I've been thinking a lot about geeks and geekiness lately. The term "geek" is sometimes used as a pejorative, sometimes as a badge of pride. Different people have different definitions. Is a geek better than a nerd? And how are the Sci-Fi and Fantasy genres affected by the "geek" label, a label that seems to gravitate to them and the people who enjoy them?
The Guardian's Book Blog was kind enough to link to our Sci-Fi and Religion series a few months back. Sam Jordison is the writer who linked us, and it was one of his posts that got me thinking about geekiness.
Sam's post is titled My night in the new world of SF, but it was one of the comments that really made me think. I found this comment by TerryStern to be particularly interesting:
This sort of talk gets my hackles up. For all my high ideas about Sci-Fi and Fantasy, I realize that for some people there's a stigma attached. The funny thing is that it's visited most visibly on the most mainstream of Sci-Fi, Star Wars and Star Trek. However, the idea that associating with people who like to dress up in costume somehow degrades Sci-Fi, and that the publishers need to "take themselves a bit more seriously" is nonsense. Is Sci-Fi, and more importantly good Sci-Fi, having trouble in the current state of popular culture? And how is this "geekiness" thing affecting the genre?
I took the link back to your original post about SF and it would seem that you have been on an interesting journey. I think the real question is raised in both this post and the original. Why does SF present itself in such a geeky way?
The Dr Who books, the Star wars/trek books and so forth in mainstream bookstores is one thing, but why are they letting one of their main awards be tarred with the Star Wars brush as you so outlined? It will only cause ridicule, parody and a reinforcement of stereotypes in the literary community.
If the SF publishers want 'others' to see the genius of SF authors like Delaney, Dick and M John Harrison, they need to start taking themselves a bit more seriously and distancing themselves from the trekkie/geeky personas which have so successfully become embedded in the common psyche.
The answer to these questions is pretty simple in my mind: Geek is mainstream, and therefore benefiting Sci-Fi. Look at the percentage of movies and television shows arriving each season that have Sci-Fi themes (or even comic-book themes, which fits into this conversation as well). How many of them are wildly successful? How many of them are great, or have some seriously great moments to them? I could name off a bunch of my favorite examples, but I think you get my point.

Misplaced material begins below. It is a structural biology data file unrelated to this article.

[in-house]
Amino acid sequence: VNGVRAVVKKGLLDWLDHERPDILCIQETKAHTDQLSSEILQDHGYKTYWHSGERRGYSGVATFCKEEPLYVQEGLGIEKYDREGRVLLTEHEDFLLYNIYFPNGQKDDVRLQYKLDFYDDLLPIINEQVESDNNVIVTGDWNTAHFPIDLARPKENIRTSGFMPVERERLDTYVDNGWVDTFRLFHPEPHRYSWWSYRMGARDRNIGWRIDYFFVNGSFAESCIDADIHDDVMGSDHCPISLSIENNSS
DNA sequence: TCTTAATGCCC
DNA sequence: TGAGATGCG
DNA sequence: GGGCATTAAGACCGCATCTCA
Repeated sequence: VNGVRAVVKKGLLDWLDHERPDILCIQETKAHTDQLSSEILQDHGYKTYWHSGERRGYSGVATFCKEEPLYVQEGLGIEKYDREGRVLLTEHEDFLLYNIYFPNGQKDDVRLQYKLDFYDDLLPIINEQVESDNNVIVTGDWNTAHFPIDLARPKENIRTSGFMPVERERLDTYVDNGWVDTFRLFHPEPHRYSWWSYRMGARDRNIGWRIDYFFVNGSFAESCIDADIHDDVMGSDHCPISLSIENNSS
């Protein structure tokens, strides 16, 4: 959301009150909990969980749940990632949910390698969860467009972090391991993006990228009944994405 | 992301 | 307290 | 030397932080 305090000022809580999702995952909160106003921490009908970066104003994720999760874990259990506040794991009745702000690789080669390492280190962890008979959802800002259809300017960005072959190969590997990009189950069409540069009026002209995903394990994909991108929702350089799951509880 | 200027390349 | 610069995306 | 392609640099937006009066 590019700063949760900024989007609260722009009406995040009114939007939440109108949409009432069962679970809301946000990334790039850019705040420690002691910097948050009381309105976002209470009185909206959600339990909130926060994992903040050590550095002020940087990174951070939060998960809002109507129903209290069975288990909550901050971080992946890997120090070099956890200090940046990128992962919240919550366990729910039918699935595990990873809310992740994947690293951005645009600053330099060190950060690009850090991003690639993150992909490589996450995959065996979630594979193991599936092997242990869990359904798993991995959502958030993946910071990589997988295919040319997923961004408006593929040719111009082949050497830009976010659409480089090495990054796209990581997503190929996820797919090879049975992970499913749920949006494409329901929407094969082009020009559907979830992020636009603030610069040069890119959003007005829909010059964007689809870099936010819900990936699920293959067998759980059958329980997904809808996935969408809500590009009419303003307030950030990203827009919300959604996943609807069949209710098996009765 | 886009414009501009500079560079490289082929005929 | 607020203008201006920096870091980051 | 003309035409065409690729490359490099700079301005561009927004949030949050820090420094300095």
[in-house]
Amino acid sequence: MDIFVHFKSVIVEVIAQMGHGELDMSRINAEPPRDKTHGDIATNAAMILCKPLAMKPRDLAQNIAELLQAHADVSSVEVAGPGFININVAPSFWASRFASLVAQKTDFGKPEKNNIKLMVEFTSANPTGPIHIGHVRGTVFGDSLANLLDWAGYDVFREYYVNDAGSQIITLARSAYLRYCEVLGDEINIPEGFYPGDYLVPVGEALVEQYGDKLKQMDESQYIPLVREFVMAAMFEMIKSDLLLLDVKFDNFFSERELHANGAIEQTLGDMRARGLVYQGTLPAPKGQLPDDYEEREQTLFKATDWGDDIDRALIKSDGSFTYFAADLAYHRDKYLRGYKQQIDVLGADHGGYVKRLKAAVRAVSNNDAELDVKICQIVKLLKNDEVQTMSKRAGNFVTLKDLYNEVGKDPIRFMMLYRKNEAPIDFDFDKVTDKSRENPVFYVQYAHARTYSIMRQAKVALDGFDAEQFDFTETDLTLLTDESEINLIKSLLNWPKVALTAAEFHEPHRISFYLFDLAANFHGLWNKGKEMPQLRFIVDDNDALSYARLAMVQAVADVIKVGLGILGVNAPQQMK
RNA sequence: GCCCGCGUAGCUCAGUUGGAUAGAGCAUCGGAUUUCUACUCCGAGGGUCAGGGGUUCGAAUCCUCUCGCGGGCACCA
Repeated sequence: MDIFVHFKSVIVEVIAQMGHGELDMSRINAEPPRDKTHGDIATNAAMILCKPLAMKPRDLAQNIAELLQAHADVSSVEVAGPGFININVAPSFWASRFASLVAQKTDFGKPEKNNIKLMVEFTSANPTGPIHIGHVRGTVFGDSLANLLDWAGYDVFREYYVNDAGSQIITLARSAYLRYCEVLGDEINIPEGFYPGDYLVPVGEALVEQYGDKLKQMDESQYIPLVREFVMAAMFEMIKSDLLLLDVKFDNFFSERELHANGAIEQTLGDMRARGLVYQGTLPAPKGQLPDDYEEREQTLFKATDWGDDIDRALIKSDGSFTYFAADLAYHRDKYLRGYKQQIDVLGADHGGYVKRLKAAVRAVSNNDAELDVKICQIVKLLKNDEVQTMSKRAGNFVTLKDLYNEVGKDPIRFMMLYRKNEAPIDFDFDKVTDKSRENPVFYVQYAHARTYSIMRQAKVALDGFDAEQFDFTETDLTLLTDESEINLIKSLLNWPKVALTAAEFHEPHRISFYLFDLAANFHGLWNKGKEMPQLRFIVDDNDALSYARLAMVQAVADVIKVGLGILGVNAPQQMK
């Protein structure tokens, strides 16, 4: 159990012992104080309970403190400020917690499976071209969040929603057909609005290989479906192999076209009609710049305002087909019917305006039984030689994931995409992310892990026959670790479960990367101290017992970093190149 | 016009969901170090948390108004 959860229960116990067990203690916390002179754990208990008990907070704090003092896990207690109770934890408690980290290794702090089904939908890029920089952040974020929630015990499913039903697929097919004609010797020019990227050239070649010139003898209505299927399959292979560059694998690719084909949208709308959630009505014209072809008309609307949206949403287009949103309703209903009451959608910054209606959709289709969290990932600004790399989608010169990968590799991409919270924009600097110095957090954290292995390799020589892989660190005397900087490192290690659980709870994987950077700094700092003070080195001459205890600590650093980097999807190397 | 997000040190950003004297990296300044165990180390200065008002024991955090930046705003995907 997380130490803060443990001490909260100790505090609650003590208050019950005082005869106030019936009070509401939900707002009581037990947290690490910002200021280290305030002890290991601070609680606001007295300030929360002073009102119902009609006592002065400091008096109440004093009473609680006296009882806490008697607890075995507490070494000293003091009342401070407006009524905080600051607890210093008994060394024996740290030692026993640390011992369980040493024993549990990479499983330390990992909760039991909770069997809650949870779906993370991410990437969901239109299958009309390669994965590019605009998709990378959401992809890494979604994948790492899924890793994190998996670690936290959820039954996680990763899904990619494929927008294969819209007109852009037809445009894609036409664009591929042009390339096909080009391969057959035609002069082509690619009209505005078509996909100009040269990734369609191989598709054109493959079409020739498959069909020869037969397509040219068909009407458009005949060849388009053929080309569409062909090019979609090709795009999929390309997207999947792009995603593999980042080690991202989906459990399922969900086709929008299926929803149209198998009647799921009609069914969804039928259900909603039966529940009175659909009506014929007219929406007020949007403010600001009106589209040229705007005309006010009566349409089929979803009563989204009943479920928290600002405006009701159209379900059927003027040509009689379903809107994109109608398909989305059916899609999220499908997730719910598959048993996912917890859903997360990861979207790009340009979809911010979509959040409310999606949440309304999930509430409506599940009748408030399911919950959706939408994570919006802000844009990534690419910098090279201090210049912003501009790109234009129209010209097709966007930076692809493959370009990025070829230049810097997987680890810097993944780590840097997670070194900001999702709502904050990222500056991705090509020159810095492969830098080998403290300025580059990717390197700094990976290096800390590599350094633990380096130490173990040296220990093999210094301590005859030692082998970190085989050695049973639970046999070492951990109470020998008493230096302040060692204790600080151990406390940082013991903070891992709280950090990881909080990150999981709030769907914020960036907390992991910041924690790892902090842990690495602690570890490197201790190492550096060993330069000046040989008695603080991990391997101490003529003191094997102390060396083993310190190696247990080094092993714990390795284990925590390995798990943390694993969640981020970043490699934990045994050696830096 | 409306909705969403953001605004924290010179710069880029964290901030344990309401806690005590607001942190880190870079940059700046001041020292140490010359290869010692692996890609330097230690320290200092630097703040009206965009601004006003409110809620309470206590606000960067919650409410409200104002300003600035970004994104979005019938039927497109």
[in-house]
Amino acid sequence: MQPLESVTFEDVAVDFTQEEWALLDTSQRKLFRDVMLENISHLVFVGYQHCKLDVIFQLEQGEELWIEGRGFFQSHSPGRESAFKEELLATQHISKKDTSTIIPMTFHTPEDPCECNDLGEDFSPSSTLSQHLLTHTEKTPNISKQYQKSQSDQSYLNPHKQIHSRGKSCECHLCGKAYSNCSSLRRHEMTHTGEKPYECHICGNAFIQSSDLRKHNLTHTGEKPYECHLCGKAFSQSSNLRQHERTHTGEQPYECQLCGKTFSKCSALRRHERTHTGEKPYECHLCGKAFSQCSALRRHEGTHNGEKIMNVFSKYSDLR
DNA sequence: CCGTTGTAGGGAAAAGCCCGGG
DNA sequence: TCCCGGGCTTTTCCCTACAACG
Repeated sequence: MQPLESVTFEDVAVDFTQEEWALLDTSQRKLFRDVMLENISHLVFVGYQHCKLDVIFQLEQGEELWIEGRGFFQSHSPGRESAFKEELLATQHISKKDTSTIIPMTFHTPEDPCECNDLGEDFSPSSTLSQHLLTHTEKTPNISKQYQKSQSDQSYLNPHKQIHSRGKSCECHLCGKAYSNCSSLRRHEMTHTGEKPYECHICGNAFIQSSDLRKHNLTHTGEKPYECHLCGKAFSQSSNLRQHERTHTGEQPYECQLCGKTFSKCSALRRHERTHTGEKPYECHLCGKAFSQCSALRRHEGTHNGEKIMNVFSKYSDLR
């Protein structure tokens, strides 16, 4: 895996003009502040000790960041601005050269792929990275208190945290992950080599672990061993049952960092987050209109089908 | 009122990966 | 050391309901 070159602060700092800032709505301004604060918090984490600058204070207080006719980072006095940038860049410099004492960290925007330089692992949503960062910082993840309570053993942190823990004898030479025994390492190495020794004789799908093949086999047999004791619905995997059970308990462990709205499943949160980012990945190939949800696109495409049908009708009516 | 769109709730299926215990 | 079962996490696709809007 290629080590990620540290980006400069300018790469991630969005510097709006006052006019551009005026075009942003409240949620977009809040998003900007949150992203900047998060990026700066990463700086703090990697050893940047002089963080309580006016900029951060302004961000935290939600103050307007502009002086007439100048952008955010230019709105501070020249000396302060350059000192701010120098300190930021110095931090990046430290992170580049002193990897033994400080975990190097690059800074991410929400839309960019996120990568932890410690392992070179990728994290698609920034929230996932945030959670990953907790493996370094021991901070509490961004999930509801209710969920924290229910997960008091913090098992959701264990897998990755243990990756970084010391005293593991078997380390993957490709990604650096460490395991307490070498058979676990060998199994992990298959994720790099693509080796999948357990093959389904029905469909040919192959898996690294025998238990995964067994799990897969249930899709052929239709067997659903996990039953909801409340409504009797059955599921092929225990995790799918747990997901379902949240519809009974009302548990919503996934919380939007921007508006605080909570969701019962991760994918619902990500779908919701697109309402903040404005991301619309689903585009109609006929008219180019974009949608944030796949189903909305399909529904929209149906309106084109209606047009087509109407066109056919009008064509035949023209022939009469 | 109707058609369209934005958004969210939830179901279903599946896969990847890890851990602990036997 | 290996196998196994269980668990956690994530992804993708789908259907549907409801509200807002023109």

The big counterexample to this is the continuing categorization of Sci-Fi and Fantasy as separate from "serious" literature. If it's "serious," like Cormac McCarthy's The Road, then it's no longer considered Sci-Fi. This idea is not new, and while searching around on this subject, I chanced upon Ursula K. Leguin's riff on this supposed separation between genre fiction and "serious" fiction. It's a pretty annoying distinction for those of us who like "genre" fiction such as Sci-Fi and Fantasy. However, I think we are seeing this difference fade away over time as people continue to talk about it. The presence of the internet is also changing this view as well, allowing more "fringe" types of Sci-Fi and Fantasy to get readership.
So, is this increasing popularity of "geeky" material a good thing? Unequivocally, yes. Sure, this popularity also brings more crap, which can make identifying worthwhile media harder. Also, for some of us, this growth takes away that special feeling of "I'm different, I'm counterculture." However, more is better in this case, especially when there are reviewers and friends to help us find the good stuff. And that "counterculture" attitude is a bad habit, far too similar to the snobbishness of the quoted post above and the "serious" literature folks. It's best to just grow out of this attitude.
In conclusion, geek is indeed mainstream. It's time for the "serious" to get used to the fact, and it's time for those who can't let go of their counterculture specialness to move on to something new. And for the rest of us, it's a great time to enjoy the ride on the continually expanding wave of media that caters to our tastes.
As a side note, people who disparage Sci-Fi because of trekkies and costume-bedecked Sci-Fi fans really need to get over themselves. Similarly, those of us who enjoy Sci-Fi have no reason to be embarrassed. This behavior is no different than that displayed by Rocky Horror Picture Show players, painted and foam-finger-pointing sports fans, historical reenactment societies, adult Halloweeners, and the pope. If wearing a silly costume makes you a social outcast, then I'd argue that a whole lot of socially-conscious people need to be worried.